Cecile RichardsPlanned Parenthood President Cecile Richards will be the opening keynote speaker at APHA's 2016 Annual Meeting, and she said there is much for public health advocates to be proud of — and more work still to be done

What are some recent victories for Planned Parenthood and public health, and what battles do we still need to fight?

We just had the recent Supreme Court decision, which of course struck down some of Texas’ new abortion restrictions. It’s impossible to overstate the importance of this decision not only for people in Texas, but now for people all across the country. The court really recognized that the laws that were passed in Texas under the guise of helping women in fact did just the opposite. What we’ve seen since that decision is that restrictions in six states have already been stopped. It has absolutely made a huge difference in particularly some of those states, like Mississippi and Alabama, where we’ve been a health care provider for a long time. These are states where there is very little access to safe and legal abortion as it is.

There are still enormous barriers to women to access safe and legal abortion, particularly for women who are low-income, for women who live in parts of the country that have legislatures and/or governors that have been unfriendly to their rights, and so there is a ton of work left to do.

I think the other big victory that has happened in the last few years was of course the Affordable Care Act, which writ large was probably the single biggest piece of progress for women’s health that I can remember...

I’d say probably the biggest challenge that we are focused on at Planned Parenthood, we are really focused on creating health care equity in America. Even as we make progress on types of medicines, availability, insurance coverage, we are seeing still enormous inequity in the ability to access this care. Women of color, immigrants, LGBT people are disproportionately impacted by restrictions on health care access. And for too many people, birth control services, transgender services, abortion services are out of reach because of folks’ income or because of where they live or because of just the environment or, frankly, their employer. There are other issues that are related — including maternal and infant mortality, rates of unintended pregnancy, prevalence of HIV infection, STDs — that people of color experience in disproportionate numbers.

It is unconscionable that so many people are going without health care. We have to do more as a country. That is really I think our biggest call to action.

Read the full Q&A with Richards in The Nation's Health.

Griffin Rodgers

Griffin Rodgers

Griffin RodgersMore than 20 million Americans may have lab tests showing kidney disease, and rates are growing among adults. Kidney damage can cause waste to build up in the body, and is linked to heart disease and other health problems. In advance of March’s observance of National Kidney Month, The Nation’s Health spoke with Griffin Rodgers, MD, MACP, director of the National Institute of Diabetes and Digestive and Kidney Diseases, about kidney disease risks and steps for prevention.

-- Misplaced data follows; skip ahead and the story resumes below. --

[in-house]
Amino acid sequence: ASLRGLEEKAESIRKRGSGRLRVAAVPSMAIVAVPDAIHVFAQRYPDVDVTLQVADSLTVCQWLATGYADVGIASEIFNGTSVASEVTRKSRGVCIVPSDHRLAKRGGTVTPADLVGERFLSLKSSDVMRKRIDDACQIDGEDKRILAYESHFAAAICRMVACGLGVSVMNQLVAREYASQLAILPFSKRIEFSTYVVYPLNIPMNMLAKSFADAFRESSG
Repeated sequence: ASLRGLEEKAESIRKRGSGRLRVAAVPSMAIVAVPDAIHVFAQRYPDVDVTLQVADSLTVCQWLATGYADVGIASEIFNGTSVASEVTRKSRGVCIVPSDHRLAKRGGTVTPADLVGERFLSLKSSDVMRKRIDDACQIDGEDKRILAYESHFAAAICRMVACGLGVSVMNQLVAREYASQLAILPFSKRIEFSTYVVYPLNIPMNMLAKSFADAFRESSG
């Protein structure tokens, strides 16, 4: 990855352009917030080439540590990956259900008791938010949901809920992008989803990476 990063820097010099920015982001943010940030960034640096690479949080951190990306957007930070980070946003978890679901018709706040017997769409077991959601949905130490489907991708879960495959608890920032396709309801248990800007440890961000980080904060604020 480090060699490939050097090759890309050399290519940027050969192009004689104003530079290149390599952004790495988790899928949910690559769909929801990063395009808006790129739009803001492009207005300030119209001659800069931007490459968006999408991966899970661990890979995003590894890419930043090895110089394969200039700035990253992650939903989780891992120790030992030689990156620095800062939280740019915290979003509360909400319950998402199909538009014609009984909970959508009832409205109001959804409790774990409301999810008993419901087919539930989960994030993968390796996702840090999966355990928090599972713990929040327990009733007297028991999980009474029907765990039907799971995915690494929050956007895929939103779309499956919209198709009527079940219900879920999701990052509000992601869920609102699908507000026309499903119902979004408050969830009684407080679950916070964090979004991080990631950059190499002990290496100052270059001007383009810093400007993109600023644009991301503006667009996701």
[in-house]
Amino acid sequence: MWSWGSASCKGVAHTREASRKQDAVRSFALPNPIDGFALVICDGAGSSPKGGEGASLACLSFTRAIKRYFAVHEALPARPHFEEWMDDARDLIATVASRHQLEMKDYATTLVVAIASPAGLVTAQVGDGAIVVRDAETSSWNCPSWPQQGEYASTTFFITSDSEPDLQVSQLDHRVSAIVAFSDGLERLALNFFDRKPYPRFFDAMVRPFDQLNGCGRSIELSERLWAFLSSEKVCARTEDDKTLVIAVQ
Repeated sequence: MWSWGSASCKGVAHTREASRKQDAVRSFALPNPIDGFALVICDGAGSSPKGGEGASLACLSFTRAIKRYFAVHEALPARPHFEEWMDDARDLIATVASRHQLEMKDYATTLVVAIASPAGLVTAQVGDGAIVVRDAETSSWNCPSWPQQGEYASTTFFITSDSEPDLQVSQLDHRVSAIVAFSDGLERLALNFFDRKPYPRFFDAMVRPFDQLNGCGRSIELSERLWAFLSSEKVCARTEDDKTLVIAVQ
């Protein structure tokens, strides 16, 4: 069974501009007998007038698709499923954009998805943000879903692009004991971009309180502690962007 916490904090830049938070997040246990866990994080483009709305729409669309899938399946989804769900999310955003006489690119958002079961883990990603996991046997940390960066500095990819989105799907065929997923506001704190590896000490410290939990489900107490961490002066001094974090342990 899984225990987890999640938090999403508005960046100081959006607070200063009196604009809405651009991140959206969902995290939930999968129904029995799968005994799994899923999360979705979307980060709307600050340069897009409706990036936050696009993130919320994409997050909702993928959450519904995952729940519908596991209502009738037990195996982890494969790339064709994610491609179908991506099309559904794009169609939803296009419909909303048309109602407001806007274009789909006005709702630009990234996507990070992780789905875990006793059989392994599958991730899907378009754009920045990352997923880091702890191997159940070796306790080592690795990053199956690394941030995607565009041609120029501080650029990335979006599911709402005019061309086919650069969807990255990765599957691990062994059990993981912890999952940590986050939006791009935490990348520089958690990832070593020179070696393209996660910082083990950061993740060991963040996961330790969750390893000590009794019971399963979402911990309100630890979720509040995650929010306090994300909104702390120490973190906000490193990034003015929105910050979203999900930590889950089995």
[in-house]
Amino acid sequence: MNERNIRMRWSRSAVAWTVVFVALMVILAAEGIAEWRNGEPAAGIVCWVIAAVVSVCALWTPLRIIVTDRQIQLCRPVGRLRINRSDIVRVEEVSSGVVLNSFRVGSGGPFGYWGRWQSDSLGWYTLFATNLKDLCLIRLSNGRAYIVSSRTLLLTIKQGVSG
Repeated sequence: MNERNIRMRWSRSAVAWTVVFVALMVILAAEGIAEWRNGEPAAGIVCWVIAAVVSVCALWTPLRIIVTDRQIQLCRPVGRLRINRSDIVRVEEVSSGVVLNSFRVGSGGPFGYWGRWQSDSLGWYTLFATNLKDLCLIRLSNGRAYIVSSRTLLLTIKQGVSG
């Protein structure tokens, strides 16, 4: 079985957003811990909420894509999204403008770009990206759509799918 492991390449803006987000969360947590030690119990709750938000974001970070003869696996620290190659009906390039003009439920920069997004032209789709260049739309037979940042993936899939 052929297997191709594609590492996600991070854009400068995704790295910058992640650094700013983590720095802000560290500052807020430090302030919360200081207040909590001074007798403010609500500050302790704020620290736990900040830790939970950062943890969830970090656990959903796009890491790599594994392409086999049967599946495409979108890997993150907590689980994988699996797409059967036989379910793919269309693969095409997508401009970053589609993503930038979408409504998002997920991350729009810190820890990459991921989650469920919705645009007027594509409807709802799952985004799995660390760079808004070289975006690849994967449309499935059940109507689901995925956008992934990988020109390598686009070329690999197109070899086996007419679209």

Who is at greatest risk for kidney disease and why?

People at greatest risk for chronic kidney disease, or CKD, are people who have diabetes, high blood pressure, cardiovascular disease or a family history of kidney failure. Diabetes and hypertension, at least in this country, are the leading causes of kidney damage. Nearly 1 in 4 people with diabetes has CKD, while about 1 in 5 with hypertension has CKD.

Research also shows that there’s a correlation between heart disease and kidney disease. People who have cardiovascular disease are at higher risk for developing kidney disease. Conversely, people with kidney disease are at a high risk for developing cardiovascular disease.

Read the full Q&A with Rodgers in The Nation's Health.

Mark Rosekind

Mark Rosekind

Mark RosekindMark Rosekind, PhD, serves as the 15th administrator of the National Highway Traffic Safety Administration. On the job for more than a year and a half, Rosekind has led NHTSA in its work to improve both vehicle safety and driving safety. Recently, that work has included addressing behavioral change to improve safety for both drivers and pedestrians. The Driving Behavioral Change in Traffic Safety Summit, held in March in Washington, D.C., served as a platform to begin advocating for Americans to take small steps to keep themselves safe, as well as improve the safety of their communities. Rosekind shared his insight with The Nation’s Health shortly after the summit.

What’s coming up for NHTSA that the public health community can help engage in?

Almost a year ago, we identified drowsy driving as a new initiative, and so this coming year we’re going to have a variety of activities that roll out throughout this year focused on drowsy driving.